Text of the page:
Autumn Maple, Missisagi Provincial Park, Ontario
Few things get my photo mojo kicked into high gear more than the fall season here in Ontario, when the leaves turn from green to crimson, orange and gold. The peak of fall colours varies each year and by location, but in general you can count on the last week of September and first week of October as the best for photography. Checking the Ontario Parks Fall Report ( helps me decide where and when I’ll head off to the woods with my camera. I have my usual haunts – Algonquin Park, the Parry Sound area, and wrapping northwest around Georgian Bay and up towards the north shore of Lake Superior. During autumn, I’m a photo nomad in search of the best colours!

Lake of Two Rivers, Algonquin Provincial Park, Ontario
If you’re as inspired as I am to photograph fall colours, here are a few tips that will help you create the most jaw-dropping, eye-popping photos possible!
  1. Shoot at sunrise or sunset when the light is golden, or on drizzly, overcast days to capture rich colour saturation.
  2. Use a polarizer to cut glare off leaves and wet surfaces. This will make the colours pop out of the scene!
  3. Use a tripod to make razor sharp photos, or so you can slow down the shutter speed to create artistic effects such as blurred water or moving leaves.  
  4. Try lots of different perspectives! Get close to leaves with your wide-angle lens, shoot up from the ground towards the canopy or get farther back and use a telephoto lens.

Have a great autumn season and I hope to bump into you in the woods somewhere!
Click here for more exciting Ontario outdoor adventures.

Oxtongue River Rapids, near Algonquin Provincial Park, Ontario

Monday, September 24, 2012

Results of Bruce Peninsula Landscape Photo Workshop 2012

Just finished a great photo workshop focused on the awe-inspiring landscapes of the northern Bruce Peninsula. The participants were enthusiastic and fun! Thanks to Rick, David, Glen, Kyle, Nancy, Lee Anne, Edith and Ross for enduring intermittent rain showers to be rewarded by dramatic fall skies! Thanks to Colin Field for helping out with instruction and Laura for logistics! Here are a few shots from the weekend...

2012 Bruce Peninsula landscape photo workshop gang. 

Halfway Rock, Bruce Peninsula National Park, Ontario.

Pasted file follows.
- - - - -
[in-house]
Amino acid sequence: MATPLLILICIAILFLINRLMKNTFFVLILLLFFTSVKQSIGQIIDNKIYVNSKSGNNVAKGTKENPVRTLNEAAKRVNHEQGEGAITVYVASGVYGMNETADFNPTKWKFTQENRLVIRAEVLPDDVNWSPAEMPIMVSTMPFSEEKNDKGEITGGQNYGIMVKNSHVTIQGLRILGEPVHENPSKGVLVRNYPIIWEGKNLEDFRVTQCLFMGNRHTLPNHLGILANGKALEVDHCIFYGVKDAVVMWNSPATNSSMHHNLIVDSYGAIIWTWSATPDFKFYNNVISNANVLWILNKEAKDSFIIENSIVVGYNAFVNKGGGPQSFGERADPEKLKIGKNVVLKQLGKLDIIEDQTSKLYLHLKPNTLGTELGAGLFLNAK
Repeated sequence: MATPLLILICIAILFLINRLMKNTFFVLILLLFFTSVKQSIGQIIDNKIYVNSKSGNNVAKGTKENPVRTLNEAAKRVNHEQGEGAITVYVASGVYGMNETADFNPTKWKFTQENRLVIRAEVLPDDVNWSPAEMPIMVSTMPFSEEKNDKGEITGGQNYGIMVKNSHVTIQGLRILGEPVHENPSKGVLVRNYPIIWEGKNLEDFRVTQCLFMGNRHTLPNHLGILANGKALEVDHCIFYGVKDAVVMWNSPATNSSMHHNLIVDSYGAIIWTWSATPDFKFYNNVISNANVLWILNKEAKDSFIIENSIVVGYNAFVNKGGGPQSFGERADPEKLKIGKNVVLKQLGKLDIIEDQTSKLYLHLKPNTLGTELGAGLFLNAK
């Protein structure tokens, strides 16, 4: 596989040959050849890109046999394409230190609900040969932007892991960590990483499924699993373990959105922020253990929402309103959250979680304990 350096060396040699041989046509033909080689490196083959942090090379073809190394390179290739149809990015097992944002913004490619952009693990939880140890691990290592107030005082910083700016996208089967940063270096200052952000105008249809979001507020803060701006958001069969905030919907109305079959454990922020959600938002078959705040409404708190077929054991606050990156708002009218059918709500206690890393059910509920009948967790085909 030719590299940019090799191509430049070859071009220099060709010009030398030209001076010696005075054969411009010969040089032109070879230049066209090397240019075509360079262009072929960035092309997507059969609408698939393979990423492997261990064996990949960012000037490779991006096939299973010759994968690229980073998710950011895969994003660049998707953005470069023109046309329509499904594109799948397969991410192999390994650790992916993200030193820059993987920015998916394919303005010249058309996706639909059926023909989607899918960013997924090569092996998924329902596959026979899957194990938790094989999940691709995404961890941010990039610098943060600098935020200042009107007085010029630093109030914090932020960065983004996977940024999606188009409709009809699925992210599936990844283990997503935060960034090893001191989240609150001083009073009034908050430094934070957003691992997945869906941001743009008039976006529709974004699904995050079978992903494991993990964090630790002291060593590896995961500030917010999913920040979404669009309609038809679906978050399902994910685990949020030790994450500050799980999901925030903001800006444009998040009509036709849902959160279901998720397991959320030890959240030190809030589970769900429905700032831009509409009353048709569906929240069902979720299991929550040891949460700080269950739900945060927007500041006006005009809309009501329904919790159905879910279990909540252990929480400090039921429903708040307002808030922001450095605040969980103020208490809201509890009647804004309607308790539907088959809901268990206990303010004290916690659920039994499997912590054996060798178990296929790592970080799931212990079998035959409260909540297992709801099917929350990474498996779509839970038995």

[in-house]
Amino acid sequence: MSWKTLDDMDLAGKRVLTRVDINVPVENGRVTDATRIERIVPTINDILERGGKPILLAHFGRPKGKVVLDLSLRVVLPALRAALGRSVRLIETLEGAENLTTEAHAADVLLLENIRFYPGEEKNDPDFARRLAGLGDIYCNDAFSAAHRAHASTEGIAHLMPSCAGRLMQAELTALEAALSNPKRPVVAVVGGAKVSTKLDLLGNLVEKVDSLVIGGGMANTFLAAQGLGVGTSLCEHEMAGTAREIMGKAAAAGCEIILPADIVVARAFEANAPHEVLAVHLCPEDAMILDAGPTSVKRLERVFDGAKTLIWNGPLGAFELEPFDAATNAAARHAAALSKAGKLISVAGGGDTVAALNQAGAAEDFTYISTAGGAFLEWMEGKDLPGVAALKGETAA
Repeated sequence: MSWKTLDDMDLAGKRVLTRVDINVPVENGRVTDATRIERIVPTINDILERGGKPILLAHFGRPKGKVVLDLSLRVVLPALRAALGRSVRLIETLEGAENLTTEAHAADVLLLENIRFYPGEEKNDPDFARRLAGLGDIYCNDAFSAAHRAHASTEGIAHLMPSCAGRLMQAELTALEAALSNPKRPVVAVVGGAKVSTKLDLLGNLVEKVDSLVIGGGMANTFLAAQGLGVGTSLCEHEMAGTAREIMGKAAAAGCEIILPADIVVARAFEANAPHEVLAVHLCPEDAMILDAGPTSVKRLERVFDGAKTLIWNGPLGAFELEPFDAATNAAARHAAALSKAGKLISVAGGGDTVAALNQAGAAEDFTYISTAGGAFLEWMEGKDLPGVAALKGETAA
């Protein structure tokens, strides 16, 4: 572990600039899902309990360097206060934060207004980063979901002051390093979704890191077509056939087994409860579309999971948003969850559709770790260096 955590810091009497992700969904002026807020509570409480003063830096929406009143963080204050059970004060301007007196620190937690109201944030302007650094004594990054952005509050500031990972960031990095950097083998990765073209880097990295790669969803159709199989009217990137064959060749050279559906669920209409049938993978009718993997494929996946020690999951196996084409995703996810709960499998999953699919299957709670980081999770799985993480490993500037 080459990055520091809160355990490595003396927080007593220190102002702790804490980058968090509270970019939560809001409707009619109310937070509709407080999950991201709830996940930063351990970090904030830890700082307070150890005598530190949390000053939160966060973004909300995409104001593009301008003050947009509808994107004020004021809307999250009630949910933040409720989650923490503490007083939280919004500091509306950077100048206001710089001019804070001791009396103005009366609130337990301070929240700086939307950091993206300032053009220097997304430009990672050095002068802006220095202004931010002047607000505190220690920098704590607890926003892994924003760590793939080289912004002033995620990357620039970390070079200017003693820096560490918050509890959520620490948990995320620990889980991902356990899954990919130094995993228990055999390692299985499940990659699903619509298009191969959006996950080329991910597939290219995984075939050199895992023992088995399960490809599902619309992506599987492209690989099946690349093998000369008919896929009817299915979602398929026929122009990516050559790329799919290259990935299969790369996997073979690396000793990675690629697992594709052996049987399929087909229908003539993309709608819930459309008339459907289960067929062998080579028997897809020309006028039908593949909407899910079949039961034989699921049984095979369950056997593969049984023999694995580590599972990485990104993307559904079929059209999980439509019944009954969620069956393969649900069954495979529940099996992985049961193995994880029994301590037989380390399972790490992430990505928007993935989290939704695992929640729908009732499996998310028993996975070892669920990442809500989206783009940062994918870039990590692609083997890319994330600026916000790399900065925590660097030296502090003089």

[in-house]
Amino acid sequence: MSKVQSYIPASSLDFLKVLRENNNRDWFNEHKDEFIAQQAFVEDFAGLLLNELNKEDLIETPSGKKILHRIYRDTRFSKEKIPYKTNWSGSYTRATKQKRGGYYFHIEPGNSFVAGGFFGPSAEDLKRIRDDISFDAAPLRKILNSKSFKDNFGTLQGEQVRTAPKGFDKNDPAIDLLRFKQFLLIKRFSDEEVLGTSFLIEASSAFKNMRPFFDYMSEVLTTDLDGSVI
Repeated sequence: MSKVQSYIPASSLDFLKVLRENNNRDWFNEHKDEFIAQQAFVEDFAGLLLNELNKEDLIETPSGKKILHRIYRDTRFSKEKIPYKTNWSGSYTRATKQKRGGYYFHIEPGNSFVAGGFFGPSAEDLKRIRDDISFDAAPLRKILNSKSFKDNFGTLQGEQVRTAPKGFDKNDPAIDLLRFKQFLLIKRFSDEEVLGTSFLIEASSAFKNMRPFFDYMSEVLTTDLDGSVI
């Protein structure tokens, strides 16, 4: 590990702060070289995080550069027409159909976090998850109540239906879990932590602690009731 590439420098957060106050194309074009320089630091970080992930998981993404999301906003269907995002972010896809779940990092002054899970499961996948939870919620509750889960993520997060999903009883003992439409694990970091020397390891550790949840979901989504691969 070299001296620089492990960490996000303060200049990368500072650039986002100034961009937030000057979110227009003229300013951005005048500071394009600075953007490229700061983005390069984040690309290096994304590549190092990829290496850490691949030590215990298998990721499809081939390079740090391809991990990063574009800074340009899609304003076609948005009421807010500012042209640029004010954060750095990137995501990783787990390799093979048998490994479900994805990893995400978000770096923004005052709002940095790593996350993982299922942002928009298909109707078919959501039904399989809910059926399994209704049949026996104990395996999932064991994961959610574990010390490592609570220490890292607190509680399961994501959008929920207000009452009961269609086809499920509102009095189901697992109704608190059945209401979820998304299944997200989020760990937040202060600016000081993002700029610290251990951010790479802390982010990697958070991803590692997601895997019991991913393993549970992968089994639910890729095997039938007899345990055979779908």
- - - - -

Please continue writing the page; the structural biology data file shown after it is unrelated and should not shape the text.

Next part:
Photo workshop at Halfway Log Dump, Bruce Peninsula National Park, Ontario.

Conchoidal fractures in the dolostone bedrock at Little Cove, Bruce Peninsula National Park, Ontario.

Monday, September 10, 2012

An un-bearably funny camping story from Killarney

My girlfriend snapped this pic of me this morning, dead to the world in our tent, due to lack of sleep caused by a campsite ruckus. Killarney Provincial Park, Ontario 

I heard the first honk around 4am. At first I thought it was just a dream, but there was another honk... and then another and another. There were honks in rapid succession and other times just an individual honk. In the still of a beautiful starry night in the George Lake campground of Killarney Provincial Park, someone on a neighboring campsite was disturbing my peaceful sleep by continuously honking their car horn. They'd woke me up from a deep sleep and since I was supposed to be getting up in a couple hours for a sunrise shoot, I  was pretty cranky. Sleeping in a tent is uncomfortable in the best of situations, so there's nothing worse then some unscrupulous neighboring camper making it even worse.  

I put on some clothes, grabbed my flashlight and told my girlfriend I was going to get to the bottom of this. With Chuck Norris courage, I stumbled down the lane towards the lake. Sure enough, the problem was at campsite 105, just as I'd expected. I'd known these guys were trouble since first laying eyes on them when we arrived.

The next horn blast confirmed my suspicions - the guy was in his tent, operating the car horn with his key remote. I shone my light at the tent and said "What the hell are you doing? You've woke up every camper around."

He whimpered, "There's an animal here, I think it's a black bear. I'm scared."

If I wasn't so tired, I'm sure I would have laughed out loud. Although there are bears that wander through the campground, I'd seen the condition of their campsite earlier and figured they were probably being raided by a raccoon. In the still of the night, any small animal sounds like a bear. Even Chipmunks sound like axe-wielding psychos crashing through the forest at night.

I said that it was probably a raccoon and that he should check to make sure the site was clean. He was very apologetic about the horn (which he'd honked about 50 times) and asked if it was safe to come out of his tent. He crawled out of his tent, rather glad to see me there with a flashlight and exclaimed that he was sure it must be a bear - 'snorting and rooting around their gear' and I once again suggested it was probably a raccoon. Ironically, he was a big guy, an adult in his late 40s or early 50s and he definitely didn't agree with me, based on his 'considerable' experience back-country camping. [For the record, I've never met a back-country camper who would leave a messy campsite like that and be so irrational about wildlife].

At that point, I suggested he clean his campsite and stop honking his horn, then returned to my campsite. I finally fell asleep after my girlfriend and I laughed about the story. Unfortunately, I was so tired in the morning I could not wake up for a sunrise shoot. My girlfriend took the above picture of me, in my cranky morning state - completely unwilling to get out of bed. I may have missed getting the morning shot, but it worth the funny story!

Wednesday, August 29, 2012

Shooting the Spectacular Shoreline Scenery of Ontario

One of the best things about being an outdoor photographer in Ontario is that there is water just about everywhere. Point your camera in any direction and chances are there is a pond, creek, river, marsh, bay, small lake, big lake or a Great Lake nearby!  It’s a core part of our human biology to be drawn to water, so is it any wonder that we go to the shoreline to play, relax or simply be inspired?